A handwritten note is seen amongst flowers at a makeshift shrine near the scene of a car fire which claimed the lives of a mother and her three young children as well as their father's who died near by in Brisbane. AAP Image/Dan Peled
Brisbane mum Hannah Clarke, who died after her estranged husband set her car on fire with her three children inside, did not believe she was a victim of domestic violence, a friend says.
The couple had been separated since before Christmas last year after Hannah left the family home and took daughters Aaliyah, 6, and Laianah, 4 and son Trey, 3, to her parent's house in nearby Camp Hill.
"I work in domestic violence ... so when she first confided in me we spoke about the violence and for such a long time she didn't believe she was in a domestic violence relationship," Manja Whaley of Mt Cotton told Nine's Today Show.
"It hadn't crossed her mind, because as she said to me, her words, 'he didn't hit me'.
"I then started unpacking with her the emotional abuse, sexual abuse, financial abuse, and she had experienced all of those."
Hannah, 31, died in hospital on Wednesday night.
While setting out on the school run, her estranged husband Rowan Baxter approached their SUV and sat in the passenger seat.
Exactly what happened next is still being investigated, but a witness reported Hannah jumped out of the car on fire in Raven Street, exclaiming "he's poured petrol on me".
The children, who were strapped into the back seat, perished in the flames.
Mr Baxter is believed to have died from wounds self-inflicted with a knife.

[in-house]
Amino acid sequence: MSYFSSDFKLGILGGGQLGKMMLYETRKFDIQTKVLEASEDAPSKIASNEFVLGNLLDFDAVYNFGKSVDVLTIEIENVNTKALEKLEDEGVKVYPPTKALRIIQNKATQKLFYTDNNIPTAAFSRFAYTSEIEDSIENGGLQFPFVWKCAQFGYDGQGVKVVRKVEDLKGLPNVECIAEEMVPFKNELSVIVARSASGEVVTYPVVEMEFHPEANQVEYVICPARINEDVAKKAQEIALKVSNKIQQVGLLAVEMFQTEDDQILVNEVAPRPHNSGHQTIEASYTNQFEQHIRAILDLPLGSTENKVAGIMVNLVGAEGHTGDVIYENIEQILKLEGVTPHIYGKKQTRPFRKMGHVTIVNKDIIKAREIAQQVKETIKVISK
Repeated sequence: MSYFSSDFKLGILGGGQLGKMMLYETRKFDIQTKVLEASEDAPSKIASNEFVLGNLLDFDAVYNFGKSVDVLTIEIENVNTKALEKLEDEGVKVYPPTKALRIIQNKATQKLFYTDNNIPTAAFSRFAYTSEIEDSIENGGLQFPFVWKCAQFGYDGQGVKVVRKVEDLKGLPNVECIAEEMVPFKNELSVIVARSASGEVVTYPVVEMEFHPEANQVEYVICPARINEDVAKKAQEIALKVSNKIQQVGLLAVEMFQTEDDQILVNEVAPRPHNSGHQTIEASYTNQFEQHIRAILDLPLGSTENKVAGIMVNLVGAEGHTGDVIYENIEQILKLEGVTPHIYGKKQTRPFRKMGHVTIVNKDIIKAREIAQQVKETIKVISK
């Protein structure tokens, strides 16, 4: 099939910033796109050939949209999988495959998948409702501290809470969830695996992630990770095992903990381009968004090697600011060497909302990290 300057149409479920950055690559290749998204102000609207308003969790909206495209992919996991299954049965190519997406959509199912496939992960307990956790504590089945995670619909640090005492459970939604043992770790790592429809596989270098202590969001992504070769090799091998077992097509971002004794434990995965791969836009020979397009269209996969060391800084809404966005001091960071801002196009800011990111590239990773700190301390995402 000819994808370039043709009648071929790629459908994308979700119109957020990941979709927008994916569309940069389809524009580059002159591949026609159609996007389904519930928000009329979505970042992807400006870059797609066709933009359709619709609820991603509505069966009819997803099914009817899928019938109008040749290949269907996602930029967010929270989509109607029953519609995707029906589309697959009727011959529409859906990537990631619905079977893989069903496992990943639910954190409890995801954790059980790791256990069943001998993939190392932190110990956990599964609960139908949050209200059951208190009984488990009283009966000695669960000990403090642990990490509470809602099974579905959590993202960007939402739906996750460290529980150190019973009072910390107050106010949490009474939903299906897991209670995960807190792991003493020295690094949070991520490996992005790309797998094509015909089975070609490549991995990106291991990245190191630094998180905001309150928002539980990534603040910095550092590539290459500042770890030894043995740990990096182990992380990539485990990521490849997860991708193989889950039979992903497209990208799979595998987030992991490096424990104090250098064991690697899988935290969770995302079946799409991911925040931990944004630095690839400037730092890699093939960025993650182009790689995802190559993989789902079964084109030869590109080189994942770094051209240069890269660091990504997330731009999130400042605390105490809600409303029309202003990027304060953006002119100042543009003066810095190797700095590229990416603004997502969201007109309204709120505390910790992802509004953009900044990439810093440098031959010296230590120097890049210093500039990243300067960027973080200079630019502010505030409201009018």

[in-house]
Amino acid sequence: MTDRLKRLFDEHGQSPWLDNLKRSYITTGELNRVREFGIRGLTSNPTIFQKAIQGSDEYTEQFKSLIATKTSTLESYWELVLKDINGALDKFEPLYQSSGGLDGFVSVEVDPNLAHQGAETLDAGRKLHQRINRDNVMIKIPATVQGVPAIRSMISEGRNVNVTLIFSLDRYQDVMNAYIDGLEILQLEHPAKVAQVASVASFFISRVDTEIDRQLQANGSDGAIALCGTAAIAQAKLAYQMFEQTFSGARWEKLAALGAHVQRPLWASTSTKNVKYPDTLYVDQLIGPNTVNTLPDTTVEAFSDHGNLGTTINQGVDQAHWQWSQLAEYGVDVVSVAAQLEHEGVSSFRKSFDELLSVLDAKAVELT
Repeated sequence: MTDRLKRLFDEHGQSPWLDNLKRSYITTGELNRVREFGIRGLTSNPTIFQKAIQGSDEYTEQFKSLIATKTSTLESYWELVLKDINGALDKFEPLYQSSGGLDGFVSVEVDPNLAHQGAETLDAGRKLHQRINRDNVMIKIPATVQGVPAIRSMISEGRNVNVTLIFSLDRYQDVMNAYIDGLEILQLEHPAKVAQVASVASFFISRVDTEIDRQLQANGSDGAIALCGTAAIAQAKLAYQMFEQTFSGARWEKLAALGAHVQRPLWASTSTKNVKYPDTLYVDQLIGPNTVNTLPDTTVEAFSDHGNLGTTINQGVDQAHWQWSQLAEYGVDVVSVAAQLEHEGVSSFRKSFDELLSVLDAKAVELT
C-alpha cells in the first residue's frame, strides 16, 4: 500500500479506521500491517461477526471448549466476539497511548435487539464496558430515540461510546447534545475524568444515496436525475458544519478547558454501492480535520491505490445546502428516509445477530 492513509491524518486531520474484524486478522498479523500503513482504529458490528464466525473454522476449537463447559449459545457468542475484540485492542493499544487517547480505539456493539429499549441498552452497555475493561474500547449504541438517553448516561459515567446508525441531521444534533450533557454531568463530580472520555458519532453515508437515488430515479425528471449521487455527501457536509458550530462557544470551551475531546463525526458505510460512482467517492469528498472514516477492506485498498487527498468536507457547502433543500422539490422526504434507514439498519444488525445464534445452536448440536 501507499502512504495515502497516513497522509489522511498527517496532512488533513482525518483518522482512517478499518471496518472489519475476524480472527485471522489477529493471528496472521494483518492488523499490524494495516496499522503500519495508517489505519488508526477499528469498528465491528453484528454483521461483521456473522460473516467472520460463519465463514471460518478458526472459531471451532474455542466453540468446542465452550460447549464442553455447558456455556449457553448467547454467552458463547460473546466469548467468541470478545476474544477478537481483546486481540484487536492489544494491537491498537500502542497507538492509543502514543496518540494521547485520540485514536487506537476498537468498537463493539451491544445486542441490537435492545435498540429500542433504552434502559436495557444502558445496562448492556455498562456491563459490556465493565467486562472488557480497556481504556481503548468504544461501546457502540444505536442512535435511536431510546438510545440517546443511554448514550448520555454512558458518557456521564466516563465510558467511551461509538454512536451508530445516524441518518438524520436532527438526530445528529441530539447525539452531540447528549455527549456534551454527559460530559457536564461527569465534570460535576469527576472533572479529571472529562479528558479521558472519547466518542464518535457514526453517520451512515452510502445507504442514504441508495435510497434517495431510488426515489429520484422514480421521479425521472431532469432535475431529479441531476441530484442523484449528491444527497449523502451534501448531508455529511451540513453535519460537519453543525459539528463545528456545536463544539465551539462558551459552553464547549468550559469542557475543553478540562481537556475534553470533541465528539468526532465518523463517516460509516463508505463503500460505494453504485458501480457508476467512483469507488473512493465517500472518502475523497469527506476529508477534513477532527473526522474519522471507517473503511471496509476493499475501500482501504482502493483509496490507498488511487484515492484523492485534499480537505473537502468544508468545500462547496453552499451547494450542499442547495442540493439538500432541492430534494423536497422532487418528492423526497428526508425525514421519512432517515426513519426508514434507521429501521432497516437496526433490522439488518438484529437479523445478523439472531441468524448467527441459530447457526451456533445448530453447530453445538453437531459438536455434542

Queensland Police have revealed Hannah and Mr Baxter had been previously referred to support services, and police had received reports of domestic violence within the family over several months.
A Brisbane court granted at least one domestic violence order against Mr Baxter.
"There was the checking of her accounts on Facebook, the accusations of her cheating ... she would get dressed and she would be picking up her clothes and he would say things to her 'like look at your stomach, that's just disgusting'," Ms Whaley said.
According to Ms Whaley, who said she has worked in the domestic violence sector 10 years, Hannah left Mr Baxter on December 5.
"My hope is that people are more aware of domestic violence ... just because you haven't been beaten doesn't mean that there is no domestic violence," she said.
The death of Hannah and her children has sparked an outpouring of grief and anger on social media and has been noted by Queensland Police.
"Our investigations have shown us quite clearly that there is a palpable sense of grief and mourning amongst the community," Detective Inspector Mark Thompson said.
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